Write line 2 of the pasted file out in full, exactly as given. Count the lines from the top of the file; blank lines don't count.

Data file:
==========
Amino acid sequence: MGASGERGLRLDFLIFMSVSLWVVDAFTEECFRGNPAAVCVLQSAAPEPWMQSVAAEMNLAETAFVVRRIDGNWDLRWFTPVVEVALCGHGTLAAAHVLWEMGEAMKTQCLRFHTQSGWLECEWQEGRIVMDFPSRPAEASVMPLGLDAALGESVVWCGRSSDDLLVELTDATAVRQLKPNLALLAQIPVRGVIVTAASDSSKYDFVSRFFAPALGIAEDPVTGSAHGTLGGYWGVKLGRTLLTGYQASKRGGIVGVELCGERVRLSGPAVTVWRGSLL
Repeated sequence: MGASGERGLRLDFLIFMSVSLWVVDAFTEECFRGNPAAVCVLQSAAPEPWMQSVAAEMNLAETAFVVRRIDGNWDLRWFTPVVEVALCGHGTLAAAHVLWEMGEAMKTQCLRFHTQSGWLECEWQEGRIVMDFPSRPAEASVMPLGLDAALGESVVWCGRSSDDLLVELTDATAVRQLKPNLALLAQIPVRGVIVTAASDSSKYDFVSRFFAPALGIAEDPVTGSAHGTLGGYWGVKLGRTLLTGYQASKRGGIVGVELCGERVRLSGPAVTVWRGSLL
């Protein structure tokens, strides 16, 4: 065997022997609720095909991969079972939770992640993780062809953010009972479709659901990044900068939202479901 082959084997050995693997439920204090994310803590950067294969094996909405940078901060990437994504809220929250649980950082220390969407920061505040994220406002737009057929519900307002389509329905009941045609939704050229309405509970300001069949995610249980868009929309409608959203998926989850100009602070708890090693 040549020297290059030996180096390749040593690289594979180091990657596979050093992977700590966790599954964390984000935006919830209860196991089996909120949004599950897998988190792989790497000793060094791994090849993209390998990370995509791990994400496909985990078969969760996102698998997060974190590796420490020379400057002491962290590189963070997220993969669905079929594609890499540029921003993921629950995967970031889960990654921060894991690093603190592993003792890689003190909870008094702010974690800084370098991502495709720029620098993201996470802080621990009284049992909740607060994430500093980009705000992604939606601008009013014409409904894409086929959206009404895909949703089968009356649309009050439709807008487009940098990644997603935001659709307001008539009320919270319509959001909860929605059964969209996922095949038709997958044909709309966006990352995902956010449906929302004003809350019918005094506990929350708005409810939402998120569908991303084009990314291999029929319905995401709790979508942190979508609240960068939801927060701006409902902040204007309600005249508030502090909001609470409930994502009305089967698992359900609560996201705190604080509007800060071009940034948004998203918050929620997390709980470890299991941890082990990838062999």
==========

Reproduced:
Repeated sequence: MGASGERGLRLDFLIFMSVSLWVVDAFTEECFRGNPAAVCVLQSAAPEPWMQSVAAEMNLAETAFVVRRIDGNWDLRWFTPVVEVALCGHGTLAAAHVLWEMGEAMKTQCLRFHTQSGWLECEWQEGRIVMDFPSRPAEASVMPLGLDAALGESVVWCGRSSDDLLVELTDATAVRQLKPNLALLAQIPVRGVIVTAASDSSKYDFVSRFFAPALGIAEDPVTGSAHGTLGGYWGVKLGRTLLTGYQASKRGGIVGVELCGERVRLSGPAVTVWRGSLL